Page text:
Police entrapment is an oft-misunderstood term. There are a number of television-inspired myths surrounding what police can and cannot do. As an unfortunate result, people at times do not realize that they are victims of police entrapment.
This blog looks at the most common police entrapment myths and misunderstandings in Toronto.
Undercover Police Has to Tell You They’re a Cop: False
“Are you a cop? You have to tell me,” it’s a common movie trope. The idea is based on a belief that an undercover police officer has to answer this question truthfully, otherwise, they are entrapping the target of their investigation. This is just another movie myth. The reality is that police officers are allowed to lie, especially if they are working in an undercover capacity.
Expectedly police often help to spread this myth. Working undercover is dangerous for a police officer. Having to admit that they are undercover would seriously compromise their investigations and further put them danger.
Police Can’t Ask You to Commit a Crime: False
A police officer is allowed to ask you to commit a crime – that is not entrapment. If an undercover cop asks you to do something illegal, even if he offers to pay you to do it, that is not entrapment. It only applies if the accused commits a crime that they wouldn’t have in the absence of police coercion.
For example, if an undercover police officer tells you they will pay you to bring them drugs and you do it, that is not entrapment. Although they gave you an incentive, the choice was still yours and there is a good likelihood that you would commit the same crime if someone else asked you.
However, if the same officer used a threat to coerce you to commit the same crime, it may count as entrapment. It’s difficult to prove that you would have committed this crime in the absence of a threat.
Police are allowed to use a tremendous deal of pressure and influence to convince someone to commit a criminal offence. Even if they violate Charter Rights, entrapment may necessarily apply.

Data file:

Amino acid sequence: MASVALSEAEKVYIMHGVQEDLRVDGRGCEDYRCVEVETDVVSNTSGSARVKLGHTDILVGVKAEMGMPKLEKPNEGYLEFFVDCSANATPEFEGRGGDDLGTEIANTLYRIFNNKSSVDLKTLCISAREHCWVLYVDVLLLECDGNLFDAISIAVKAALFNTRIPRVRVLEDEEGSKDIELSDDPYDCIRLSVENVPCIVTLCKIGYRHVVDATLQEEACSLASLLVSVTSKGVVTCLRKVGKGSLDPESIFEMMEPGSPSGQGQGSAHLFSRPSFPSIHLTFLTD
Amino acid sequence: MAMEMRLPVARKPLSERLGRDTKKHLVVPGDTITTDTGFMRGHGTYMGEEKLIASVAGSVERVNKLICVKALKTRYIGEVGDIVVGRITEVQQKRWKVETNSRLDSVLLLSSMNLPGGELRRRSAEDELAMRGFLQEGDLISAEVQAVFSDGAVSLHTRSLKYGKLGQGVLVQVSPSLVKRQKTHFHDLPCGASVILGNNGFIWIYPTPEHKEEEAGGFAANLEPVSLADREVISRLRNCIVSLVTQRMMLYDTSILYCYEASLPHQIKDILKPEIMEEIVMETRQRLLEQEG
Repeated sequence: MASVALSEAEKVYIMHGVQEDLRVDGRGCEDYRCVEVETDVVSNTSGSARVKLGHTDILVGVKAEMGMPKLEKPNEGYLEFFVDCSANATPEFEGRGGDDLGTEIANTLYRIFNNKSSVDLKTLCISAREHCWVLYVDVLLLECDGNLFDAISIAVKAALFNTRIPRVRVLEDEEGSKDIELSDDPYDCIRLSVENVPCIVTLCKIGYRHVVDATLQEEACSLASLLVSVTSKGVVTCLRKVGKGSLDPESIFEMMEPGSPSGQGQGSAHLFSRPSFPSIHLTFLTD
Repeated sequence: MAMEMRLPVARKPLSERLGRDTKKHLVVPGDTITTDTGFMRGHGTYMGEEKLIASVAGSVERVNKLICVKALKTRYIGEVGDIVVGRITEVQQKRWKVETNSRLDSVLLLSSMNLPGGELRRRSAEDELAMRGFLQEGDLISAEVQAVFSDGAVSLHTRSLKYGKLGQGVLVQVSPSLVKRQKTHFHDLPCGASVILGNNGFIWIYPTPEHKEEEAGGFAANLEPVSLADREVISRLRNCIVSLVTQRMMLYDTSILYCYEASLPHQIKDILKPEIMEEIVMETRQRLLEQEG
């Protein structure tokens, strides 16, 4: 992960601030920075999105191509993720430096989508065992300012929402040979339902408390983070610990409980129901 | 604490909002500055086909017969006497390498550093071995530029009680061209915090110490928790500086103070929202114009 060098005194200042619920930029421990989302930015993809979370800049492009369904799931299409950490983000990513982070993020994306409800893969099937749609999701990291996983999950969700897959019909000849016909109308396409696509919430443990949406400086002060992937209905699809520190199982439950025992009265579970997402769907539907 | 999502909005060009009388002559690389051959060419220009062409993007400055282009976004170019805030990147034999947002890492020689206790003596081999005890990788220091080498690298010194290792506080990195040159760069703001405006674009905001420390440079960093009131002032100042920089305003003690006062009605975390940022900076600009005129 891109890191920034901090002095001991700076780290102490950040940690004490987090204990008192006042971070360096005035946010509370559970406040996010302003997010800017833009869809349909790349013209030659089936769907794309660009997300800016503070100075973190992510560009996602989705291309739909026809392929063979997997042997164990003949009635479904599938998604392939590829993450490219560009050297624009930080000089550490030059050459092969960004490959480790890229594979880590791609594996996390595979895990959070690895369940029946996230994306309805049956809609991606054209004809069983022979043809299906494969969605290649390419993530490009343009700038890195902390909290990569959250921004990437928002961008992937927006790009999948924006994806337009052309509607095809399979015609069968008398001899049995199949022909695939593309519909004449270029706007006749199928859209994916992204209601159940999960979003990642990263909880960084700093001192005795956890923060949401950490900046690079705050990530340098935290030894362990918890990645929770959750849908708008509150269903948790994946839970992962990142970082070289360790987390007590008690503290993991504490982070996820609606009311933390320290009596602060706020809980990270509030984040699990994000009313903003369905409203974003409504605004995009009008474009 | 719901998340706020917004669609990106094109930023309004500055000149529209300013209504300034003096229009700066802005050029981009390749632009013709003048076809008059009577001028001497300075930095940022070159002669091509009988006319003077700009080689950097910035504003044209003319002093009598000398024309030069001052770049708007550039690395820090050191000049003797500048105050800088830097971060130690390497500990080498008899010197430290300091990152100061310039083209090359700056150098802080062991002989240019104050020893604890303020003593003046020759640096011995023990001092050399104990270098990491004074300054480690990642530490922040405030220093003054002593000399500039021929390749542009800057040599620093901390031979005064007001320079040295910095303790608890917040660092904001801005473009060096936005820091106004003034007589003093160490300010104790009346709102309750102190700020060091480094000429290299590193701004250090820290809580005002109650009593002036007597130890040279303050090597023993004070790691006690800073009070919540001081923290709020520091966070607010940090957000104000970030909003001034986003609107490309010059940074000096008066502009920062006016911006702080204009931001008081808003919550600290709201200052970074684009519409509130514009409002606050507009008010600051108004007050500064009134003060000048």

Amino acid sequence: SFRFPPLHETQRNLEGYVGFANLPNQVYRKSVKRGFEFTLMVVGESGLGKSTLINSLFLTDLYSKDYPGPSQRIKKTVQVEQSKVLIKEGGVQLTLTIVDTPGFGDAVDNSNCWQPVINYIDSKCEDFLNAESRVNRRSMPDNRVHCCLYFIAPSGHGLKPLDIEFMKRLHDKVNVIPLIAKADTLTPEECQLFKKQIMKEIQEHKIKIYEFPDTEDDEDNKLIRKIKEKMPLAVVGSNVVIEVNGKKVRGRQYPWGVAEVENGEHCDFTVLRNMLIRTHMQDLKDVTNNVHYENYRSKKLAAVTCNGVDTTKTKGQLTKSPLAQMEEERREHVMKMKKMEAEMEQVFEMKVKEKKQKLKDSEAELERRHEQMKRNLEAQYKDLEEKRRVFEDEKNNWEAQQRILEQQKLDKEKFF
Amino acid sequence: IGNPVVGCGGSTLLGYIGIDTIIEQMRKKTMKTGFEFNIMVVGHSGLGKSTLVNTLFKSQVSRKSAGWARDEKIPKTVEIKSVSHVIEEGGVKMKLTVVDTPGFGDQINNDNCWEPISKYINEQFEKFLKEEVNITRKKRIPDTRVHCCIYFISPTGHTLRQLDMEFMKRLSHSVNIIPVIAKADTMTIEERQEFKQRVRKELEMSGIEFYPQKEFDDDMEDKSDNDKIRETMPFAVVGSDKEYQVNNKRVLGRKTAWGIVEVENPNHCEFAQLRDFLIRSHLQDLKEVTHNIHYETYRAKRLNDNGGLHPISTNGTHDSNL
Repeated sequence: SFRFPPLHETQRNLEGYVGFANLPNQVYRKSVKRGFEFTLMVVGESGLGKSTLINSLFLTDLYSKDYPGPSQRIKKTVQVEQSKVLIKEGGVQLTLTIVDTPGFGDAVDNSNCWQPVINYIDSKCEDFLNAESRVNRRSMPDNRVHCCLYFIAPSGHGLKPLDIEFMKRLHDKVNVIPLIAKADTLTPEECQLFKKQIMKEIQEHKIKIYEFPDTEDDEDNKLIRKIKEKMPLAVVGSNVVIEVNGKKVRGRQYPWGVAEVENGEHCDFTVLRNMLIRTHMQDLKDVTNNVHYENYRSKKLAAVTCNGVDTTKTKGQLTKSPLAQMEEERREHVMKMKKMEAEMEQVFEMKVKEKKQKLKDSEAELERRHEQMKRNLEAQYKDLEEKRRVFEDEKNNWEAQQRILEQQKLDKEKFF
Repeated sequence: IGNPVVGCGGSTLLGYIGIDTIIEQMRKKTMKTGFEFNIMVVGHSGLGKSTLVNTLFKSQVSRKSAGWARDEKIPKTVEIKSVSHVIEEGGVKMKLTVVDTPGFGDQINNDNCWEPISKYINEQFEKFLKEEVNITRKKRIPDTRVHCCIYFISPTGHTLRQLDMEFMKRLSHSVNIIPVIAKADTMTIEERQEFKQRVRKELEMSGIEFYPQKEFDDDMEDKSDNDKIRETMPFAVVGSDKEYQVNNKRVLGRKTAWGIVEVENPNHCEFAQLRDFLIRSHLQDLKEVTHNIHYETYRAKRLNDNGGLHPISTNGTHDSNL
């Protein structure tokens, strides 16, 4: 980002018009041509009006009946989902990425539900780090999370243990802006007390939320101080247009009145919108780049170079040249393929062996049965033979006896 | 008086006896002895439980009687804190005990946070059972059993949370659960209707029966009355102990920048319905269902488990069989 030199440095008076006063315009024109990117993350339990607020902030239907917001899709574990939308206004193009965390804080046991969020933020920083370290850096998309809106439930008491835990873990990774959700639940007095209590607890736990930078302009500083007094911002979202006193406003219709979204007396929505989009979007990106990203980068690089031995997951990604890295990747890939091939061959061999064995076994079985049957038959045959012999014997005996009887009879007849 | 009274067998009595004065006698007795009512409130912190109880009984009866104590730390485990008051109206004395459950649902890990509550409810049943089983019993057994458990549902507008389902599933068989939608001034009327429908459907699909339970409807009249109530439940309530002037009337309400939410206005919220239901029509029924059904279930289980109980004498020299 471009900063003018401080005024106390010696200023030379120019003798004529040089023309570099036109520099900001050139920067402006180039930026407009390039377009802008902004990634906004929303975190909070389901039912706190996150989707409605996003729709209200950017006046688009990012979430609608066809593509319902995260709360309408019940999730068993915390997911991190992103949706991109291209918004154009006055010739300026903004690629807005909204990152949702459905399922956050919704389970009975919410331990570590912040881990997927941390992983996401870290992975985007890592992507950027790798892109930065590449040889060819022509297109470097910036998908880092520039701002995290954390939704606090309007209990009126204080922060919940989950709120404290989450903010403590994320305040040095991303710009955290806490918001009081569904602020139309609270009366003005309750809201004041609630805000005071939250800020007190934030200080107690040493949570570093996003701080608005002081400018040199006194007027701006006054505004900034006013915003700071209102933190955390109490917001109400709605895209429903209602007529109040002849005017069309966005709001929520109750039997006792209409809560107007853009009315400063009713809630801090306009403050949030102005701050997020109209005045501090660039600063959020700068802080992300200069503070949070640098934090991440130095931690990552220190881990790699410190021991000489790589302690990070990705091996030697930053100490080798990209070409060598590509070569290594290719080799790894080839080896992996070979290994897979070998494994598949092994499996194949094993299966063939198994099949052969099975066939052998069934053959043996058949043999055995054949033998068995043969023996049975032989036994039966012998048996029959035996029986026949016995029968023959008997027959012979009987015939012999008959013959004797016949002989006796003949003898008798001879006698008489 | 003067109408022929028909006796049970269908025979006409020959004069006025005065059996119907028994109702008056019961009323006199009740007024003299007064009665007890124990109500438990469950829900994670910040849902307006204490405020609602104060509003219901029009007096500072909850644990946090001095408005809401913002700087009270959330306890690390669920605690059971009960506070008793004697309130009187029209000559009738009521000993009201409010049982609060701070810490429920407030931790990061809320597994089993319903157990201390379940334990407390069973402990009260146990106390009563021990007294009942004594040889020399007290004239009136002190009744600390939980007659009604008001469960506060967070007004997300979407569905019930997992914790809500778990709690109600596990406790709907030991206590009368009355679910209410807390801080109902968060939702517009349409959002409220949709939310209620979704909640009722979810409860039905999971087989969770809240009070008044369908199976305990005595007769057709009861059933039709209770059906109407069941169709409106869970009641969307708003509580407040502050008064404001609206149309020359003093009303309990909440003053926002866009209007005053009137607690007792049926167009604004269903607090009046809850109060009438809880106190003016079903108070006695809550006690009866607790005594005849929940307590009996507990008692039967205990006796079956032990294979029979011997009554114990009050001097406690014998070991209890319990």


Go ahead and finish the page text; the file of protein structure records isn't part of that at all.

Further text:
Police Can’t Arrest You for a Crime They Let You Commit: False
Whether police know or suspect that you are about to commit a crime, they don’t have to stop you before you do it. If you are unlikely to compromise anyone else’s safety, there is a good chance they’ll let you go through with the crime and arrest after or in-progress. This gives them a stronger case and gives you a harsher sentence than planning or intending to commit a crime.
You can walk up to an officer and tell them that you are about to do commit a crime. If they don’t stop or arrest you, that doesn’t give you the right to follow through. They are free to arrest and charge you with a criminal offence.
Police Can’t Help You Break The Law: False
Generally speaking, police are supposed to be law abiding citizens. But during an investigation, especially if undercover, the rules shift. Police can help suspects break the law for all sorts of reasons, and can then arrest and/or charge them for it later.
In addition to helping in the act, they can also help by providing the means to commit the crime (ie. funds) if necessary. Helping you break the law does not count as police entrapment.
Police Can’t Break The Law Themselves: False
Much in the same vein police are allowed, in some situations, to break the law. For instance, an undercover officer may help break the law to maintain their cover, earn trust, or to gather evidence.
Making a Police Entrapment Claim in Toronto
Whether a police entrapment claim applies to your situation or not, you need a Toronto criminal lawyer. They will assess your case and determine your options. This may include whether entrapment applies to your specific scenario, as well as looking at the legality of other forms of evidence such as wiretapping.
William Jaksa is a Toronto criminal lawyer with vast experience involving criminal defence. Contact us today.
William Jaksa | Criminal Litigation
43 Front Street East, Suite 400
Toronto, ON M5E 1B3